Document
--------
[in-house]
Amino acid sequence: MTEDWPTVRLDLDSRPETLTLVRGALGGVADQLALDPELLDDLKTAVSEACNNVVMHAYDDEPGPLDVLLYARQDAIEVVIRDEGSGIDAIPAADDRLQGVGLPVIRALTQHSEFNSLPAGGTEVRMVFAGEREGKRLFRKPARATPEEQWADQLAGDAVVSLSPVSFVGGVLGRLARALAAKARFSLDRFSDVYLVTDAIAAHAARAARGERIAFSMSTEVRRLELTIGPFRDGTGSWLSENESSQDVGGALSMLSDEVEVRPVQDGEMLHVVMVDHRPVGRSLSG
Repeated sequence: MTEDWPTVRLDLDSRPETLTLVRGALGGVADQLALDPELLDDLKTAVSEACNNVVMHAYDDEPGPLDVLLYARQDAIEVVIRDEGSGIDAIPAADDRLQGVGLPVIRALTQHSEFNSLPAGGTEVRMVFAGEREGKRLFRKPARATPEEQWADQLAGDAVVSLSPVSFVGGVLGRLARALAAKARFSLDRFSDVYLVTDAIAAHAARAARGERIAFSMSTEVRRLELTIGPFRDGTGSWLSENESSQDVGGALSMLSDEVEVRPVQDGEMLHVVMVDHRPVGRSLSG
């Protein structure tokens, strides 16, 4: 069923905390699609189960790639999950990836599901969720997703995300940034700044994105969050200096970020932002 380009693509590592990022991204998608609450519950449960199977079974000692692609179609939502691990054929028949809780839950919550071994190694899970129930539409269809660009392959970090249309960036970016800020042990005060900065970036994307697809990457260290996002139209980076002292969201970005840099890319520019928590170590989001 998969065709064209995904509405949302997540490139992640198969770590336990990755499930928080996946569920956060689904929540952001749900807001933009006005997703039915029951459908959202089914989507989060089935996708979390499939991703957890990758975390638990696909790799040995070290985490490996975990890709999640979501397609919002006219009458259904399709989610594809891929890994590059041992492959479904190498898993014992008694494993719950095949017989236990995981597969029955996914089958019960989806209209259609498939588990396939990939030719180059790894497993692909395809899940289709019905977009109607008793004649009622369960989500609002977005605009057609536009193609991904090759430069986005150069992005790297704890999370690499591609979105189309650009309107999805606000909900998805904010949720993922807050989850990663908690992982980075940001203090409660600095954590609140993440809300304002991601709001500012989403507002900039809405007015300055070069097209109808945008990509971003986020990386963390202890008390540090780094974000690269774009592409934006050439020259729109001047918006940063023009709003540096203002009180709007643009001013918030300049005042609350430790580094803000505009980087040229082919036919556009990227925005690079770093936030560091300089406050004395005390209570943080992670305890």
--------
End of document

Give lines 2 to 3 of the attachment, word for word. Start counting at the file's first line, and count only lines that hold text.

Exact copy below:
Amino acid sequence: MTEDWPTVRLDLDSRPETLTLVRGALGGVADQLALDPELLDDLKTAVSEACNNVVMHAYDDEPGPLDVLLYARQDAIEVVIRDEGSGIDAIPAADDRLQGVGLPVIRALTQHSEFNSLPAGGTEVRMVFAGEREGKRLFRKPARATPEEQWADQLAGDAVVSLSPVSFVGGVLGRLARALAAKARFSLDRFSDVYLVTDAIAAHAARAARGERIAFSMSTEVRRLELTIGPFRDGTGSWLSENESSQDVGGALSMLSDEVEVRPVQDGEMLHVVMVDHRPVGRSLSG
Repeated sequence: MTEDWPTVRLDLDSRPETLTLVRGALGGVADQLALDPELLDDLKTAVSEACNNVVMHAYDDEPGPLDVLLYARQDAIEVVIRDEGSGIDAIPAADDRLQGVGLPVIRALTQHSEFNSLPAGGTEVRMVFAGEREGKRLFRKPARATPEEQWADQLAGDAVVSLSPVSFVGGVLGRLARALAAKARFSLDRFSDVYLVTDAIAAHAARAARGERIAFSMSTEVRRLELTIGPFRDGTGSWLSENESSQDVGGALSMLSDEVEVRPVQDGEMLHVVMVDHRPVGRSLSG